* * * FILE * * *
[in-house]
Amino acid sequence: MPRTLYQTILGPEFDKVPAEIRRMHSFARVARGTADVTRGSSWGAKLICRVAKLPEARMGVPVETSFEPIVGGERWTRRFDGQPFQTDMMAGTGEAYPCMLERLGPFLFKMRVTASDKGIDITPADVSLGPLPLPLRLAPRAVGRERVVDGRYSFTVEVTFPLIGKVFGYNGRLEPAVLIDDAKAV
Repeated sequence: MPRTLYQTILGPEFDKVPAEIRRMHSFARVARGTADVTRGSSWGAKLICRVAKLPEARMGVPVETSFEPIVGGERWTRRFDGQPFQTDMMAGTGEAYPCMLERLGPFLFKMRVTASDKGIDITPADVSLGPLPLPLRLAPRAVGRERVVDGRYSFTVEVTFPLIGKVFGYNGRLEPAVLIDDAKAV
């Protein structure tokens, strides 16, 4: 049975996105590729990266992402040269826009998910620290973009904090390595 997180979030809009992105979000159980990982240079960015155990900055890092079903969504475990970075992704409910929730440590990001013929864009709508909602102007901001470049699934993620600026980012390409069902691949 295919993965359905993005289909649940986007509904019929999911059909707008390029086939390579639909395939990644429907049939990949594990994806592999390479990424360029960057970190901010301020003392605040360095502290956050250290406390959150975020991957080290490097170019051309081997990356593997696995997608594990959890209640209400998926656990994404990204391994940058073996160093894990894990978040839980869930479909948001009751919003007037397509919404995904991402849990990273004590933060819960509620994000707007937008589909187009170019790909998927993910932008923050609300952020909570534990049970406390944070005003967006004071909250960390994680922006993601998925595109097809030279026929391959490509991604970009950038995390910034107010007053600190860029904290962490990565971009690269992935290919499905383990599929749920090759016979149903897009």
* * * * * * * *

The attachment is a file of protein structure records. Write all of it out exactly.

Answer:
[in-house]
Amino acid sequence: MPRTLYQTILGPEFDKVPAEIRRMHSFARVARGTADVTRGSSWGAKLICRVAKLPEARMGVPVETSFEPIVGGERWTRRFDGQPFQTDMMAGTGEAYPCMLERLGPFLFKMRVTASDKGIDITPADVSLGPLPLPLRLAPRAVGRERVVDGRYSFTVEVTFPLIGKVFGYNGRLEPAVLIDDAKAV
Repeated sequence: MPRTLYQTILGPEFDKVPAEIRRMHSFARVARGTADVTRGSSWGAKLICRVAKLPEARMGVPVETSFEPIVGGERWTRRFDGQPFQTDMMAGTGEAYPCMLERLGPFLFKMRVTASDKGIDITPADVSLGPLPLPLRLAPRAVGRERVVDGRYSFTVEVTFPLIGKVFGYNGRLEPAVLIDDAKAV
């Protein structure tokens, strides 16, 4: 049975996105590729990266992402040269826009998910620290973009904090390595 997180979030809009992105979000159980990982240079960015155990900055890092079903969504475990970075992704409910929730440590990001013929864009709508909602102007901001470049699934993620600026980012390409069902691949 295919993965359905993005289909649940986007509904019929999911059909707008390029086939390579639909395939990644429907049939990949594990994806592999390479990424360029960057970190901010301020003392605040360095502290956050250290406390959150975020991957080290490097170019051309081997990356593997696995997608594990959890209640209400998926656990994404990204391994940058073996160093894990894990978040839980869930479909948001009751919003007037397509919404995904991402849990990273004590933060819960509620994000707007937008589909187009170019790909998927993910932008923050609300952020909570534990049970406390944070005003967006004071909250960390994680922006993601998925595109097809030279026929391959490509991604970009950038995390910034107010007053600190860029904290962490990565971009690269992935290919499905383990599929749920090759016979149903897009």